PLAYING MUSIC KEEPS YOUR BRAIN SHARPCategory:
PLAYING MUSIC KEEPS YOUR BRAIN SHARP
“If you want to keep your brain engaged throughout the aging process, listening to or playing music is a great tool. It provides a total brain workout.” Research has shown that listening to music can reduce anxiety, blood pressure, and pain as well as improve sleep quality, mood, mental alertness, and memory.”
If you want to firm up your body, head to the gym. If you want to exercise your brain, listen to music.
Science has shown that musical training can change brain structure and function for the better, it can improve long-term memory and lead to better brain development, especially for those who start in childhood.
Findings show that extensive musical training affects the structure and function of different brain regions, how those regions communicate during the creation of music, and how the brain interprets and integrates sensory information.
These insights suggest potential new roles for musical training including fostering plasticity in the brain, an alternative tool in education, and treating a range of learning disabilities.
These findings show that:
Long-term high-level musical training has a broader impact than previously thought. Researchers found that musicians have an enhanced ability to integrate sensory information from hearing, touch, and sight.
The age at which musical training begins affects brain anatomy as an adult; beginning training before the age of seven has the greatest impact.
Brain circuits involved in musical improvisation are shaped by systematic training, leading to less reliance on working memory and more extensive connectivity within the rain.
Some of the brain changes that occur with musical training reflect the automation of task (much as one would recite a multiplication table) and the acquisition of highly specific sensorimotor and cognitive skills required for various aspects of musical expertise.
"Playing a musical instrument is a multisensory and motor experience that creates emotions and motions -- from finger tapping to dancing -- and engages pleasure and reward systems in the brain. It has the potential to change brain function and structure when done over a long period of time," said Gottfried Schlaug, MD, PhD, of Harvard Medical School/Beth Israel Deaconess Medical Center, an expert on music, neuroimaging and brain plasticity. "As today's findings show, intense musical training generates new processes within the brain, at different stages of life, and with a range of impacts on creativity, cognition, and learning."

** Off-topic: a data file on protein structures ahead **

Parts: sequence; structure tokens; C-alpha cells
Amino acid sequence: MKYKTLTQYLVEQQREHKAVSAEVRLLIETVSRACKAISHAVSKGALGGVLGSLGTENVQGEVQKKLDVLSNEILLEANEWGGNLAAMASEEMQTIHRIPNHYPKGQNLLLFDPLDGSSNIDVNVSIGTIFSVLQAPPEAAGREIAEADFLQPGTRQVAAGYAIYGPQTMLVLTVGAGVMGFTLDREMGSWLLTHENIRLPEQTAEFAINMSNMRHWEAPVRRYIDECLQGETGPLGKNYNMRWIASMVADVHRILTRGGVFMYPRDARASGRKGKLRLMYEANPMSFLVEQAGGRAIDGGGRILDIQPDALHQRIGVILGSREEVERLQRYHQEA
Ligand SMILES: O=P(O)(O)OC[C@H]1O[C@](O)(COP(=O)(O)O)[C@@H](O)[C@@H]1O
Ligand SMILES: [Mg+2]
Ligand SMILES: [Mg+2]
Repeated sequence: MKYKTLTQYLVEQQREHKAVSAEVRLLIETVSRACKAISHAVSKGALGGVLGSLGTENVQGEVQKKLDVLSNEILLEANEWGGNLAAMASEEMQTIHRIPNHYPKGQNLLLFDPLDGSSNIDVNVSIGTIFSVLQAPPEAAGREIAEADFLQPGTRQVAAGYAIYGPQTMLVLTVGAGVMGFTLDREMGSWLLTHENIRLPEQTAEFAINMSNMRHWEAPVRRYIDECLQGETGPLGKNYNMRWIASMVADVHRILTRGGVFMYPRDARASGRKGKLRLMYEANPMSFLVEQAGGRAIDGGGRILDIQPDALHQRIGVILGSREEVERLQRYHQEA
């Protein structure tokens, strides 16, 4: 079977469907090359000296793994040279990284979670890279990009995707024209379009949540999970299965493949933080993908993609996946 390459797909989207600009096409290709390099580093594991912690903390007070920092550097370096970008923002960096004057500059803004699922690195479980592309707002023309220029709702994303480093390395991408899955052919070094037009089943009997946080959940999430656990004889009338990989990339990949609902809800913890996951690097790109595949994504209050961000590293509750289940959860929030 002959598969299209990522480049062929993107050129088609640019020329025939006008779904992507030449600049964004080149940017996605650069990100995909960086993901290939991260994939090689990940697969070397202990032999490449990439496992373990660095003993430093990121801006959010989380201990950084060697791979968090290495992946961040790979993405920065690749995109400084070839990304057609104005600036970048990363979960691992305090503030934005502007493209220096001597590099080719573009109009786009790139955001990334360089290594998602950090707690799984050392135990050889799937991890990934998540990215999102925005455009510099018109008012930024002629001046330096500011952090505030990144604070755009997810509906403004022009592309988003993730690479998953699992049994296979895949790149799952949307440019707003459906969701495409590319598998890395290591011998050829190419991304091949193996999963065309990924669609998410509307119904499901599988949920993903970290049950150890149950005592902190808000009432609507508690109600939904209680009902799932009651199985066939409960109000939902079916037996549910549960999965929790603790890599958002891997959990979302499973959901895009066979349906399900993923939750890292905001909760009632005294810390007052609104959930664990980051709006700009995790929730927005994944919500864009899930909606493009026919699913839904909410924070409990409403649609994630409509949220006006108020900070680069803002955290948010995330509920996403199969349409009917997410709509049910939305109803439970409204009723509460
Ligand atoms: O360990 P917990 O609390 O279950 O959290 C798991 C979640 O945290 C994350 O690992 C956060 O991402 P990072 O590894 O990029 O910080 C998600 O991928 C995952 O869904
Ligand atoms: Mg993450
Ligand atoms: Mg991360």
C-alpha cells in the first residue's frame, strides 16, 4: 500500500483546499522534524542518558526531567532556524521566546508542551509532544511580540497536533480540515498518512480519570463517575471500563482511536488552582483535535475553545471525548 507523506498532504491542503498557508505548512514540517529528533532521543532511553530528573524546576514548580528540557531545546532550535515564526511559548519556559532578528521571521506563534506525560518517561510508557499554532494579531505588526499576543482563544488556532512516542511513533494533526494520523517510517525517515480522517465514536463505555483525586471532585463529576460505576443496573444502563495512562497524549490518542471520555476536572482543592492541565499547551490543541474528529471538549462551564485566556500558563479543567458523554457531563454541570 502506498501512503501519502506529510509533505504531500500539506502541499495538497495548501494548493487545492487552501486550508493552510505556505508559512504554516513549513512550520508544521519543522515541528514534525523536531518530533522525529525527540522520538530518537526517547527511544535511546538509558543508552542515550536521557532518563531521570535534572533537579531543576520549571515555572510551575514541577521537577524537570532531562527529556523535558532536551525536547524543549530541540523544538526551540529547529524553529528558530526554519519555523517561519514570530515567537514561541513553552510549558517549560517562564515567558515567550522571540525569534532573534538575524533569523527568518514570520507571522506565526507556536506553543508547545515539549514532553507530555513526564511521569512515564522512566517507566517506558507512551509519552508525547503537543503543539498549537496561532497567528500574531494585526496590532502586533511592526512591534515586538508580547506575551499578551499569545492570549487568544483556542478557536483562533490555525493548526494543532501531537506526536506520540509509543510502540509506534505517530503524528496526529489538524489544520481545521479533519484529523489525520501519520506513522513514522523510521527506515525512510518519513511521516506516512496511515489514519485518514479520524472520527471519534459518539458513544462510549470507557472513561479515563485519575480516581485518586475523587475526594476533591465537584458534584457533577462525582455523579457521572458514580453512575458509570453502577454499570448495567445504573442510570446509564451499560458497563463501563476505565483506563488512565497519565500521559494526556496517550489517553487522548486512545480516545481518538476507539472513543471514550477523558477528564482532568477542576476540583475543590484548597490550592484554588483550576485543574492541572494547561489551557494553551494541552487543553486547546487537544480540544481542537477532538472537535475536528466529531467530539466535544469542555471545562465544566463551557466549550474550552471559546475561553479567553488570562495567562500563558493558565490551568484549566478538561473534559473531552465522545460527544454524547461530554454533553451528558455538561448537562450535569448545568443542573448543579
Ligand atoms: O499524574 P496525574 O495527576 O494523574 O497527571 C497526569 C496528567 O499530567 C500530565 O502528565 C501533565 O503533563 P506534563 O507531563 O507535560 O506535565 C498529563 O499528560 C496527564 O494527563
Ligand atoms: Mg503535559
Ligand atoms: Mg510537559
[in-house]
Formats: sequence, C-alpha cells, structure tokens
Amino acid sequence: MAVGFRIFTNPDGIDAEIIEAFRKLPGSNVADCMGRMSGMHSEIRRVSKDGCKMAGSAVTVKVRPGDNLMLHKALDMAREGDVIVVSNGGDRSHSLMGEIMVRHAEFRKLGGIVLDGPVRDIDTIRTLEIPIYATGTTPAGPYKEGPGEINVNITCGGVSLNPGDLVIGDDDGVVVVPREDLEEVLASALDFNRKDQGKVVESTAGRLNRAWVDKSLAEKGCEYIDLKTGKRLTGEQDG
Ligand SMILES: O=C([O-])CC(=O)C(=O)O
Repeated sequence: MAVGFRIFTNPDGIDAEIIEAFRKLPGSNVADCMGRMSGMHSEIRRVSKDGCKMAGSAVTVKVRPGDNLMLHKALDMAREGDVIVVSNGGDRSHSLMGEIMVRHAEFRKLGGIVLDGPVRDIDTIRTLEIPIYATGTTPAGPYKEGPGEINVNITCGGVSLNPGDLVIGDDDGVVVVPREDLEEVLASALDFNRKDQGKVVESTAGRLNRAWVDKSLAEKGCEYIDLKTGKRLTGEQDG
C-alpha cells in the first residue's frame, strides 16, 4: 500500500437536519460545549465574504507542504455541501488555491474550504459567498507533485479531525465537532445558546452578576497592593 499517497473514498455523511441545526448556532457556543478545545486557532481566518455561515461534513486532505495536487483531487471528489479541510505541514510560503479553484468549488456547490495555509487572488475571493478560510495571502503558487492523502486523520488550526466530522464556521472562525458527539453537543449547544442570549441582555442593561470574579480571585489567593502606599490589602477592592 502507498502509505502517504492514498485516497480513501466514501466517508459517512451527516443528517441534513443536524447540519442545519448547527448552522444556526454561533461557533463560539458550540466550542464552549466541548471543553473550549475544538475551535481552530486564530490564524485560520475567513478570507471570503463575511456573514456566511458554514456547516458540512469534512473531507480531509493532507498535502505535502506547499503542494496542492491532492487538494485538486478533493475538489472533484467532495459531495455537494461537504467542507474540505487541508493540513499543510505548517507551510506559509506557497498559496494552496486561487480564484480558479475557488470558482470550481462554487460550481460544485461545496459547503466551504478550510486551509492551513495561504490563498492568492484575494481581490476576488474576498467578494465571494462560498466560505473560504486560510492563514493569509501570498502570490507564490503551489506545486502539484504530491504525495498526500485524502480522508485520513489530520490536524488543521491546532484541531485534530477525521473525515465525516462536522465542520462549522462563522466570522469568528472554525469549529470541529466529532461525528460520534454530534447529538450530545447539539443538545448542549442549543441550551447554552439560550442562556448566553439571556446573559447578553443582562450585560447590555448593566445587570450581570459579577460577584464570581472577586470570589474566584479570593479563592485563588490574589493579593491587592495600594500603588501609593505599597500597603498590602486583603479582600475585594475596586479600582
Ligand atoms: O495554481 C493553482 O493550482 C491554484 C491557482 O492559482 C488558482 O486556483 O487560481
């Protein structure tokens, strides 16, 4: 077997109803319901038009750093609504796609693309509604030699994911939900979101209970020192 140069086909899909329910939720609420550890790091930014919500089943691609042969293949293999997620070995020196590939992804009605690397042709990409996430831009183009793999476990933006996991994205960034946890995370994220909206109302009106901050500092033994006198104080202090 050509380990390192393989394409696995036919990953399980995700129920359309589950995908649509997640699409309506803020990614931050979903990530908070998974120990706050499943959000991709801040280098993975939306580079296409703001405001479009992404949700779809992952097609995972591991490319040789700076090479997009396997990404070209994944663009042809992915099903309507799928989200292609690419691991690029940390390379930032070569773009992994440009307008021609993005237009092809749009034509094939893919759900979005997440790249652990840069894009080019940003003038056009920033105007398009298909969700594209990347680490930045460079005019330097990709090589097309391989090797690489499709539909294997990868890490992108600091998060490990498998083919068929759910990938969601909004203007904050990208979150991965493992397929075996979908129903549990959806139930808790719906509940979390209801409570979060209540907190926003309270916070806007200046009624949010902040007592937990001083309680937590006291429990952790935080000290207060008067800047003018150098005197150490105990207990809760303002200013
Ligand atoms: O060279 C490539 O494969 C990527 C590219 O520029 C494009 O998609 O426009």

Musicians may also be more mentally alert, and a study at the University of Montreal shows that musicians have significantly faster reaction times than non-musicians.
The findings suggest that learning to play a musical instrument could keep your brain sharp as you age, and may help to prevent certain aspects of cognitive decline in older adults.
“As people get older, for example, we know their reaction times get slower,” says Simon Landry, the study’s lead author and a Ph.D. student in biomedical ethics. “So if we know that playing a musical instrument increases reaction times, then maybe playing an instrument will be helpful for them.”
For the small study, the researchers compared the reaction times of 19 non-musician students and 16 student musicians who had been recruited from the university’s music program and had been playing an instrument for at least seven years. The participants included violinists, percussionists, a viola player and a harpist. “We're only now starting to better understand the benefits of musical training and they seem to range beyond simply playing music.”
Each participant was seated in a quiet room and asked to keep one hand on a computer mouse and the other on a small box that occasionally vibrated silently. The participants were instructed to click on the mouse when the box vibrated, when they heard a sound from the speakers in front of them or when both things happened at once. The stimulations were done 180 times each.
As hypothesized, the musicians had significantly faster reaction times to non-musical auditory, tactile and multisensory stimuli than the non-musicians.
Landry says this is likely because playing music involves multiple senses. With touch, for instance, a violin player has to feel the string on her finger, but she also needs to listen for the right sound to be produced when she’s pressing on the string.
“This long-term training of the sense in the context of producing exactly what is desired musically leads to a strengthening of sensory neural pathways,” Landry told The Huffington Post. “Additionally, using the senses in synchronicity for long periods of time ― musicians practice for years ― enhances how they work together. All this would lead to the faster multisensory reaction time.”
For more information and to learn the value of Musical Therapy visit Jay Anderson, Minding Music – Music Therapy in the Wellness Village http://www.parkinsonsresource.org/the-wellness-village/directory/minding-music-music-therapy/ Jay Anderson has been a member in the Wellness Village since February 2019